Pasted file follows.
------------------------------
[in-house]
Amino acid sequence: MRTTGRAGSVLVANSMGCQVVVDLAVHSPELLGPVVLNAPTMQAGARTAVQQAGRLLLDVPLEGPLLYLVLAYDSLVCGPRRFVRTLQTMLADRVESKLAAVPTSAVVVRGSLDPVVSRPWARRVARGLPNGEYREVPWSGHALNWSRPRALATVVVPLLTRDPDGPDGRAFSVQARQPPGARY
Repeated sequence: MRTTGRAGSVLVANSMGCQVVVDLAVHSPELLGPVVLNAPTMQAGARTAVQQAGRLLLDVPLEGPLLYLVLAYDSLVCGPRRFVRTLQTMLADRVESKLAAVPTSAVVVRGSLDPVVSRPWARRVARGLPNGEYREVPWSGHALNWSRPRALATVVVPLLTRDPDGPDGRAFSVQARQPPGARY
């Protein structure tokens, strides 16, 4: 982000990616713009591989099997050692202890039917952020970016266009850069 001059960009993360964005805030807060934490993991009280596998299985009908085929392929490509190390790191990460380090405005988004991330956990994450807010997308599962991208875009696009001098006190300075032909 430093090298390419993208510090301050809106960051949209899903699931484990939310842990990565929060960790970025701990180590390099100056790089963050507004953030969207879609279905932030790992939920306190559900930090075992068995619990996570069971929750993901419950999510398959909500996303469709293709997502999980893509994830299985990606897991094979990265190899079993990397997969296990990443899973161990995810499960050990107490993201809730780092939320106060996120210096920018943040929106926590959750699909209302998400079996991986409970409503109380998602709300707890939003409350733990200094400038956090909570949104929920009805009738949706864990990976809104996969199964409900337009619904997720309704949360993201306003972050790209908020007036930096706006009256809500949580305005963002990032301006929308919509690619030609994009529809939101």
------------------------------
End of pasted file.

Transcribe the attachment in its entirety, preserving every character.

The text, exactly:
[in-house]
Amino acid sequence: MRTTGRAGSVLVANSMGCQVVVDLAVHSPELLGPVVLNAPTMQAGARTAVQQAGRLLLDVPLEGPLLYLVLAYDSLVCGPRRFVRTLQTMLADRVESKLAAVPTSAVVVRGSLDPVVSRPWARRVARGLPNGEYREVPWSGHALNWSRPRALATVVVPLLTRDPDGPDGRAFSVQARQPPGARY
Repeated sequence: MRTTGRAGSVLVANSMGCQVVVDLAVHSPELLGPVVLNAPTMQAGARTAVQQAGRLLLDVPLEGPLLYLVLAYDSLVCGPRRFVRTLQTMLADRVESKLAAVPTSAVVVRGSLDPVVSRPWARRVARGLPNGEYREVPWSGHALNWSRPRALATVVVPLLTRDPDGPDGRAFSVQARQPPGARY
């Protein structure tokens, strides 16, 4: 982000990616713009591989099997050692202890039917952020970016266009850069 001059960009993360964005805030807060934490993991009280596998299985009908085929392929490509190390790191990460380090405005988004991330956990994450807010997308599962991208875009696009001098006190300075032909 430093090298390419993208510090301050809106960051949209899903699931484990939310842990990565929060960790970025701990180590390099100056790089963050507004953030969207879609279905932030790992939920306190559900930090075992068995619990996570069971929750993901419950999510398959909500996303469709293709997502999980893509994830299985990606897991094979990265190899079993990397997969296990990443899973161990995810499960050990107490993201809730780092939320106060996120210096920018943040929106926590959750699909209302998400079996991986409970409503109380998602709300707890939003409350733990200094400038956090909570949104929920009805009738949706864990990976809104996969199964409900337009619904997720309704949360993201306003972050790209908020007036930096706006009256809500949580305005963002990032301006929308919509690619030609994009529809939101």